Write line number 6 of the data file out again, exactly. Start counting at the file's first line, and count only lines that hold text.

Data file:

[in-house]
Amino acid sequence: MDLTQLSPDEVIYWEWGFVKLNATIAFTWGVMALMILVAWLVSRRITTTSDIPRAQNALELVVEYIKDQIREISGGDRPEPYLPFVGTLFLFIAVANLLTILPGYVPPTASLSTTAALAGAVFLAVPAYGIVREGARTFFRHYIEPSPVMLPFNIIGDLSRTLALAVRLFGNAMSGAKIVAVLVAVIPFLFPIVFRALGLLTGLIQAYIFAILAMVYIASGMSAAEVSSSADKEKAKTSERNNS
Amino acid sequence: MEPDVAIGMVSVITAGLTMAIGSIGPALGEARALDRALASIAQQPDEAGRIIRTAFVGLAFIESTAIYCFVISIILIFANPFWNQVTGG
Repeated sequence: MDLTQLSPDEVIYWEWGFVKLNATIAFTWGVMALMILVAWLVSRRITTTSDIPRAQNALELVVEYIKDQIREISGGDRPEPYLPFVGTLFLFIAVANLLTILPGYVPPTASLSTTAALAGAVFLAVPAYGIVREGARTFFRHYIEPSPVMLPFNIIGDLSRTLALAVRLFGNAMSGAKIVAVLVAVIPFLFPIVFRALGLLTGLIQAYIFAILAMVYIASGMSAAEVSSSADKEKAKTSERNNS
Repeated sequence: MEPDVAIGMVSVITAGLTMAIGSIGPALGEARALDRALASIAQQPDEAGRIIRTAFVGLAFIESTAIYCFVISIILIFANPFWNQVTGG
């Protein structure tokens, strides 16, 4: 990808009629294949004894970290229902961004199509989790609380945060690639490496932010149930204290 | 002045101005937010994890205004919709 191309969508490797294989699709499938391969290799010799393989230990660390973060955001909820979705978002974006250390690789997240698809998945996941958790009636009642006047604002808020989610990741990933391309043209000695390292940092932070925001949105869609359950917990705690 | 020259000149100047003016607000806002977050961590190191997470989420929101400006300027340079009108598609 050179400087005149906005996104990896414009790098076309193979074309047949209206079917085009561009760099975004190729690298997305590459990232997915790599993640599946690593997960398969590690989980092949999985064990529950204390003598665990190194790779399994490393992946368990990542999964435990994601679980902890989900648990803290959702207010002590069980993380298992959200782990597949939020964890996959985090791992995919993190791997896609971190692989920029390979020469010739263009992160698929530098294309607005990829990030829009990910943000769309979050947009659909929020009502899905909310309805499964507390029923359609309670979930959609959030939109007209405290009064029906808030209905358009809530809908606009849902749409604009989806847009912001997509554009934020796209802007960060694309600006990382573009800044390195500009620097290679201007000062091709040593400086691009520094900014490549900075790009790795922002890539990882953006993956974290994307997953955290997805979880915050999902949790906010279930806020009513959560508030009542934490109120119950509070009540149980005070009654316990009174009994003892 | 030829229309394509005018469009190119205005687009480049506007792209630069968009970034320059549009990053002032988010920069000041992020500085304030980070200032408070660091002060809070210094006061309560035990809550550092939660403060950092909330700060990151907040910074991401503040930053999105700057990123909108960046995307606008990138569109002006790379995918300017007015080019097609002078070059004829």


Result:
């Protein structure tokens, strides 16, 4: 990808009629294949004894970290229902961004199509989790609380945060690639490496932010149930204290 | 002045101005937010994890205004919709 191309969508490797294989699709499938391969290799010799393989230990660390973060955001909820979705978002974006250390690789997240698809998945996941958790009636009642006047604002808020989610990741990933391309043209000695390292940092932070925001949105869609359950917990705690 | 020259000149100047003016607000806002977050961590190191997470989420929101400006300027340079009108598609 050179400087005149906005996104990896414009790098076309193979074309047949209206079917085009561009760099975004190729690298997305590459990232997915790599993640599946690593997960398969590690989980092949999985064990529950204390003598665990190194790779399994490393992946368990990542999964435990994601679980902890989900648990803290959702207010002590069980993380298992959200782990597949939020964890996959985090791992995919993190791997896609971190692989920029390979020469010739263009992160698929530098294309607005990829990030829009990910943000769309979050947009659909929020009502899905909310309805499964507390029923359609309670979930959609959030939109007209405290009064029906808030209905358009809530809908606009849902749409604009989806847009912001997509554009934020796209802007960060694309600006990382573009800044390195500009620097290679201007000062091709040593400086691009520094900014490549900075790009790795922002890539990882953006993956974290994307997953955290997805979880915050999902949790906010279930806020009513959560508030009542934490109120119950509070009540149980005070009654316990009174009994003892 | 030829229309394509005018469009190119205005687009480049506007792209630069968009970034320059549009990053002032988010920069000041992020500085304030980070200032408070660091002060809070210094006061309560035990809550550092939660403060950092909330700060990151907040910074991401503040930053999105700057990123909108960046995307606008990138569109002006790379995918300017007015080019097609002078070059004829």